INDIANAPOLIS -- Things we learned on Day 1 of the NFL Scouting Combine:
1. Manziel's 'a world-beater'
No one has had a closer look at Johnny Manziel's draft training than George Whitfield, Manziel's personal quarterback coach, and the QB guru couldn't have been stronger in his support for the former Texas A&M QB in an exclusive interview with College Football 24/7 on Thursday.
2. Ebron plenty confident
3. Flying Fleming
Stanford right tackle Cameron Fleming doesn't sound too concerned about life after football. Asked what he'll do with his Stanford degree post-football career, Fleming didn't hesitate.
"I'm an aeronautics major, so I would like to build jet planes," he said.
Insert Fleming-to-Jets joke here.
Football, in fact, isn't what Fleming grew up on.
"I'm from Houston, so NASA is right there. Both my parents have been in the military, my dad was an air defense officer," he said. "I've been around it basically my entire life."
4. Amaro talks Pats
NFL Media analyst Mike Mayock and Texas Tech tight end Jace Amaro make up a two-man consensus that Amaro would be a strong fit with the New England Patriots, who could be in search of a second tight end to match with Rob Gronkowski, similar to the complement that Aaron Hernandez once provided as a slot receiver. And it just so happens that the Patriots' first-round pick is within the range of where Amaro is expected to get the call.
5. Legendary lineage
Texas A&M offensive tackle Jake Matthews' father, Bruce, is an NFL Hall of Famer at the same position. Expected to be a first-round pick, Matthews is entering the NFL with high expectations, but not quite father-high.
"I've gone back and looked at him -- just a guy who played hard, finished, really impressive to watch. I'm proud to call him my father," Jake Matthews said. "I'm trying to do the same thing he did, and if I could do half the things he did, I think I'd have a great career. It's going to be hard to get to 19 years and 14 straight Pro Bowls -- that could be difficult. ... That's a pretty lofty goal to shoot for."
6. Past hounds Lyerla
With a cocaine arrest and other transgressions red-flagging his NFL potential, the scrutiny former Oregon tight end Colt Lyerla faced Thursday was greater than any other player there. In fact, of the 335 players invited for the entire week, perhaps none will feel the interview heat quite like Lyerla. The once-thought-to-be first-round talent is now just hoping to get picked to play somewhere. Anywhere. And he sounded Thursday like a man who knows his final chance is upon him.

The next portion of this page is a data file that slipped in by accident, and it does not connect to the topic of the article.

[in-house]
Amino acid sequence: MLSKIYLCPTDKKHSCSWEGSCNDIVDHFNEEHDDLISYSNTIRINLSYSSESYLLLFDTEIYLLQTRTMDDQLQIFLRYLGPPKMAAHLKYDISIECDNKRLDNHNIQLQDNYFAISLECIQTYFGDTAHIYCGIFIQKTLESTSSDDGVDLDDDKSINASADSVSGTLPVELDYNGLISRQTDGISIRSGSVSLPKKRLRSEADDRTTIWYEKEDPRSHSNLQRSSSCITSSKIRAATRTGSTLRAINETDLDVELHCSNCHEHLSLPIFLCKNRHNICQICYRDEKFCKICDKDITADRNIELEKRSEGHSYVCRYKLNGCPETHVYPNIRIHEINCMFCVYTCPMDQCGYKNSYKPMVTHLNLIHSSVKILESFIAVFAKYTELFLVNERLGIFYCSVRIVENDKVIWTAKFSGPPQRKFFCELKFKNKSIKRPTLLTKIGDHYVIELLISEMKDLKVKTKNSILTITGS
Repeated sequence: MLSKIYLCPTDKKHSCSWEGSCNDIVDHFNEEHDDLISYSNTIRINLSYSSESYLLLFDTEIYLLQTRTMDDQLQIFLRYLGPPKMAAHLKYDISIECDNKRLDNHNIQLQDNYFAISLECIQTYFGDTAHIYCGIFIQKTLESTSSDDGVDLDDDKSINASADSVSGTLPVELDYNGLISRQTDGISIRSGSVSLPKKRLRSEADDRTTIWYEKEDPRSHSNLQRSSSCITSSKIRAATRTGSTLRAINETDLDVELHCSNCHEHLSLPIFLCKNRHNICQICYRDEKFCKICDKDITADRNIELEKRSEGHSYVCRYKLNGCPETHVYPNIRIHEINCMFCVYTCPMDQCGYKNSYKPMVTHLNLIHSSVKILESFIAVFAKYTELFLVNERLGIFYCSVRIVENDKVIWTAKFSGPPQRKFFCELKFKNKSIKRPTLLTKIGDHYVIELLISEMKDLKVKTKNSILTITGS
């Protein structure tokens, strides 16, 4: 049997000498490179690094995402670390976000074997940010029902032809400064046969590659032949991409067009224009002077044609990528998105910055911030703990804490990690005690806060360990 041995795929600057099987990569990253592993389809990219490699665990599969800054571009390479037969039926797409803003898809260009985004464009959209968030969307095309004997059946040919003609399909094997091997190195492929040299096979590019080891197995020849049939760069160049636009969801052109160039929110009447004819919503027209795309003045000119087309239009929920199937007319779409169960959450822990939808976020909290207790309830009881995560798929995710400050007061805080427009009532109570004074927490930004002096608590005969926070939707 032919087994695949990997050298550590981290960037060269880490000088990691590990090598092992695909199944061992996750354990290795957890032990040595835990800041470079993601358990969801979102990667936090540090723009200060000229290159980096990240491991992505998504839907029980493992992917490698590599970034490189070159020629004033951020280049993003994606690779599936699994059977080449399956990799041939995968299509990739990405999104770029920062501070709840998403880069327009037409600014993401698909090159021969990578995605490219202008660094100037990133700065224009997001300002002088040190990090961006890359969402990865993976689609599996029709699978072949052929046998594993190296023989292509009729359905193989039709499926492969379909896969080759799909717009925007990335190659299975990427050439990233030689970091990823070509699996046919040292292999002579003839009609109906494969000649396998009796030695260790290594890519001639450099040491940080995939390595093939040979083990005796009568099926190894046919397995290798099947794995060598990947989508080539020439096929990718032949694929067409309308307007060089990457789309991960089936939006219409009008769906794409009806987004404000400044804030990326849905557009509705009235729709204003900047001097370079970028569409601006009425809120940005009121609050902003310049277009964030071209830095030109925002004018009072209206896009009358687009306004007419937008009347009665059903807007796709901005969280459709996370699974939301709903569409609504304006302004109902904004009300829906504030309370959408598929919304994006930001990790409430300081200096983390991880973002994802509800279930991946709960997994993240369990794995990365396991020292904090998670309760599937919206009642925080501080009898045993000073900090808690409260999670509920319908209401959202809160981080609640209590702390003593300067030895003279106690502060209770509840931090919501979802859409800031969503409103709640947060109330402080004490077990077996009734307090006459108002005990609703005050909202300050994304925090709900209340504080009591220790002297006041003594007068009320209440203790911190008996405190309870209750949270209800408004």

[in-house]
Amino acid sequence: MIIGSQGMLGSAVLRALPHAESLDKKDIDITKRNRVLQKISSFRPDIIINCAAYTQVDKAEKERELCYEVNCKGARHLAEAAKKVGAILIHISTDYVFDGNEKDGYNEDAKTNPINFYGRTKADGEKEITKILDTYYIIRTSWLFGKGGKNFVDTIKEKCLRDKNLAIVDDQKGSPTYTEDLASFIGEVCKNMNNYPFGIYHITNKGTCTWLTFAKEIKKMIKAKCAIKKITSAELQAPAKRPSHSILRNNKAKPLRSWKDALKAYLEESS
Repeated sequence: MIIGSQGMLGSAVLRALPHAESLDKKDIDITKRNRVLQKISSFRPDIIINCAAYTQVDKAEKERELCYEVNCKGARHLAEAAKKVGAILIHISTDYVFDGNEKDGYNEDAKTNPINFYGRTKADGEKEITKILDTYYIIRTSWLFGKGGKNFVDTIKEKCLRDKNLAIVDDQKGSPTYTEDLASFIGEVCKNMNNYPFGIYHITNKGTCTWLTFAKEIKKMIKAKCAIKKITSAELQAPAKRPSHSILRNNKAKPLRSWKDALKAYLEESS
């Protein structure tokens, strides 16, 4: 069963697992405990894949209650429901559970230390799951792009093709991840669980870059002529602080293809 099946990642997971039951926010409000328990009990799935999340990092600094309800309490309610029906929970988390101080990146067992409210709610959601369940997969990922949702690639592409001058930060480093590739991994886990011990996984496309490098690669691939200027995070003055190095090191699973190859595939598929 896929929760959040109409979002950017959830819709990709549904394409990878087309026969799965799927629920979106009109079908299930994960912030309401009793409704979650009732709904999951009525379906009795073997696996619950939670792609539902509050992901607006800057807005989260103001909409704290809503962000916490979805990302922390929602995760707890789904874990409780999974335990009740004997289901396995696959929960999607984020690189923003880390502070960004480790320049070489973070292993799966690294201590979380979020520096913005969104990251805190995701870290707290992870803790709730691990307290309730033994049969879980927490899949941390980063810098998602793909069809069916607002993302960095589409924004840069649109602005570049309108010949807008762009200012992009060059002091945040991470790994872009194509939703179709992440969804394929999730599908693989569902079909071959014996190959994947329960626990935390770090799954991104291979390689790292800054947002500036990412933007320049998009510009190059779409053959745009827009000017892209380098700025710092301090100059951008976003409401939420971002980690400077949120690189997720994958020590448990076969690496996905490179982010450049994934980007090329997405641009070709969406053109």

7. Expect Sam to be welcomed
The coaches and general managers that were asked about Michael Sam on Thursday seemed to agree he would be welcomed as the first openly gay active NFL player. 49ers head coach Jim Harbaugh suggested that media would make more of an issue of Sam's sexuality than his teammates would, and Jets head coach Rex Ryan said as long as Sam does his job well, there shouldn't be any issues.
"I think he'd be welcomed," Ryan said. "It would be no different than any other player we have. One thing I know for sure (is) you're going to have 53 different players ... what they look like, height, weight, married, single ... any of these. Everybody is different. The main thing we always talk about is respect in our locker room. Even though we're different, everybody is different. It's a respect thing. If a young man is a good football player and a good teammate, that's all we ask of him. He'd fit in just like the rest of our guys."
8. James endorses Sam
Prospects commented Thursday on Sam, too. Tennessee right tackle Ja'Wuan James said he believes Missouri defensive end Michael Sam is the toughest pass rusher he faced in his years with the Volunteers. And he made sure to note that he made the same statement last summer, long before Sam became the NFL's first openly gay draft prospect.
"I'd say Michael Sam. He's a high-motor guy. I was talking about that last year," James said. "They asked me last year who was the SEC's most underrated player, and I said Michael Sam. Nobody was really talking about him, but I knew he was a guy who played with high energy."
Presumably, James isn't counting Jadeveon Clowney in that assessment. While James went one-on-one with Clowney for a few plays last October, it was Tennessee left tackle Antonio Richardson, another combine participant, who had the Clowney assignment for most of the game.
9. Seferian-Jenkins defends character
It wasn't exactly a Lyerla-level grilling, but Washington tight end Austin Seferian-Jenkins took several pointed questions about a DUI arrest from 11 months ago in which he crashed his vehicle and was found to have a blood-alcohol level of more than double the legal limit. His common refrain: It was a one-time incident, and that NFL clubs who spend time with him will be convinced he has learned his lesson.
10. Richburg opening eyes
Colorado State center Weston Richburg's Senior Bowl performance helped him rise to rank No. 2 among draftable centers, according to NFL Media analyst Mike Mayock. Richburg said Pittsburgh's Aaron Donald was the toughest blocking assignment he faced all week at the Senior Bowl, and knew he had to be at his best.
"My goal at the Senior Bowl was to go there and really open eyes. I'm from the Mountain West Conference. We don't really get a lot of love from a lot of people," he said.